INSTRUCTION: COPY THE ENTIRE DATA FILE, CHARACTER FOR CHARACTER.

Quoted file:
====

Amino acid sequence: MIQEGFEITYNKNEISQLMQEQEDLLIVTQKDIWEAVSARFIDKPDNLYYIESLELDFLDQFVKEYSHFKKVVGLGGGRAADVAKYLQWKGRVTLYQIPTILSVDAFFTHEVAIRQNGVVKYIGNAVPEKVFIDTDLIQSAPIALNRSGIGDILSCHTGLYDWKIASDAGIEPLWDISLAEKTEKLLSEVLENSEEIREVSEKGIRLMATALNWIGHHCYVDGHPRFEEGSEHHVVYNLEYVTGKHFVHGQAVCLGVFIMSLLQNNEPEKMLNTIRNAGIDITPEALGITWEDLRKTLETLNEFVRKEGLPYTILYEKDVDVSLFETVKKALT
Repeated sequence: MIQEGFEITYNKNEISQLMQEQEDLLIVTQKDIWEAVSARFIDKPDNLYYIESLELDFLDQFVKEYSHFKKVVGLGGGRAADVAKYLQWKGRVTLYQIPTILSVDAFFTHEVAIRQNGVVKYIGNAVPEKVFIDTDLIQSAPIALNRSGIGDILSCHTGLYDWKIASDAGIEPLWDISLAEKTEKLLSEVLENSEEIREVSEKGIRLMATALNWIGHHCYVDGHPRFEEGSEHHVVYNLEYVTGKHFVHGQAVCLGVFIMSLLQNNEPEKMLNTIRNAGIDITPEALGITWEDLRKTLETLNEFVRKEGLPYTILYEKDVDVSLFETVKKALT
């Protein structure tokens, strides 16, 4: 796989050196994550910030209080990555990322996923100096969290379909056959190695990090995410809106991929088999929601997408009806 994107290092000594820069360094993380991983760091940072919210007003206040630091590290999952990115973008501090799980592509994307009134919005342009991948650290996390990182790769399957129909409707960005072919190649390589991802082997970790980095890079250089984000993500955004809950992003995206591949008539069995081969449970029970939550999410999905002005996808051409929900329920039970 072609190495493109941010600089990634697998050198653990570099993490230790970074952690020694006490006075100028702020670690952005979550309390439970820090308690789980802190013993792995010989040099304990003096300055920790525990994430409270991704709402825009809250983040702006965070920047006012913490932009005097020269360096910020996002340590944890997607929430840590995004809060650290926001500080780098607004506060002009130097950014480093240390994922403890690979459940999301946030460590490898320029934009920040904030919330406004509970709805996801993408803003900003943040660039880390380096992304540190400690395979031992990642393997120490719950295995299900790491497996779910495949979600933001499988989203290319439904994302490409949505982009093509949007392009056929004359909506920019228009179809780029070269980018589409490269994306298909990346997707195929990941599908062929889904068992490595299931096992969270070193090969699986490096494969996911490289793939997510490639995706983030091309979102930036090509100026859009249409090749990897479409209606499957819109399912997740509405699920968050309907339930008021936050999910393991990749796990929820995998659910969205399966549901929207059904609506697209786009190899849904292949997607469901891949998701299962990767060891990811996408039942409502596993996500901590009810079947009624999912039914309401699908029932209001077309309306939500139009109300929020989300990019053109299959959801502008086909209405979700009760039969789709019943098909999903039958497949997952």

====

Amino acid sequence: MIQEGFEITYNKNEISQLMQEQEDLLIVTQKDIWEAVSARFIDKPDNLYYIESLELDFLDQFVKEYSHFKKVVGLGGGRAADVAKYLQWKGRVTLYQIPTILSVDAFFTHEVAIRQNGVVKYIGNAVPEKVFIDTDLIQSAPIALNRSGIGDILSCHTGLYDWKIASDAGIEPLWDISLAEKTEKLLSEVLENSEEIREVSEKGIRLMATALNWIGHHCYVDGHPRFEEGSEHHVVYNLEYVTGKHFVHGQAVCLGVFIMSLLQNNEPEKMLNTIRNAGIDITPEALGITWEDLRKTLETLNEFVRKEGLPYTILYEKDVDVSLFETVKKALT
Repeated sequence: MIQEGFEITYNKNEISQLMQEQEDLLIVTQKDIWEAVSARFIDKPDNLYYIESLELDFLDQFVKEYSHFKKVVGLGGGRAADVAKYLQWKGRVTLYQIPTILSVDAFFTHEVAIRQNGVVKYIGNAVPEKVFIDTDLIQSAPIALNRSGIGDILSCHTGLYDWKIASDAGIEPLWDISLAEKTEKLLSEVLENSEEIREVSEKGIRLMATALNWIGHHCYVDGHPRFEEGSEHHVVYNLEYVTGKHFVHGQAVCLGVFIMSLLQNNEPEKMLNTIRNAGIDITPEALGITWEDLRKTLETLNEFVRKEGLPYTILYEKDVDVSLFETVKKALT
């Protein structure tokens, strides 16, 4: 796989050196994550910030209080990555990322996923100096969290379909056959190695990090995410809106991929088999929601997408009806 994107290092000594820069360094993380991983760091940072919210007003206040630091590290999952990115973008501090799980592509994307009134919005342009991948650290996390990182790769399957129909409707960005072919190649390589991802082997970790980095890079250089984000993500955004809950992003995206591949008539069995081969449970029970939550999410999905002005996808051409929900329920039970 072609190495493109941010600089990634697998050198653990570099993490230790970074952690020694006490006075100028702020670690952005979550309390439970820090308690789980802190013993792995010989040099304990003096300055920790525990994430409270991704709402825009809250983040702006965070920047006012913490932009005097020269360096910020996002340590944890997607929430840590995004809060650290926001500080780098607004506060002009130097950014480093240390994922403890690979459940999301946030460590490898320029934009920040904030919330406004509970709805996801993408803003900003943040660039880390380096992304540190400690395979031992990642393997120490719950295995299900790491497996779910495949979600933001499988989203290319439904994302490409949505982009093509949007392009056929004359909506920019228009179809780029070269980018589409490269994306298909990346997707195929990941599908062929889904068992490595299931096992969270070193090969699986490096494969996911490289793939997510490639995706983030091309979102930036090509100026859009249409090749990897479409209606499957819109399912997740509405699920968050309907339930008021936050999910393991990749796990929820995998659910969205399966549901929207059904609506697209786009190899849904292949997607469901891949998701299962990767060891990811996408039942409502596993996500901590009810079947009624999912039914309401699908029932209001077309309306939500139009109300929020989300990019053109299959959801502008086909209405979700009760039969789709019943098909999903039958497949997952």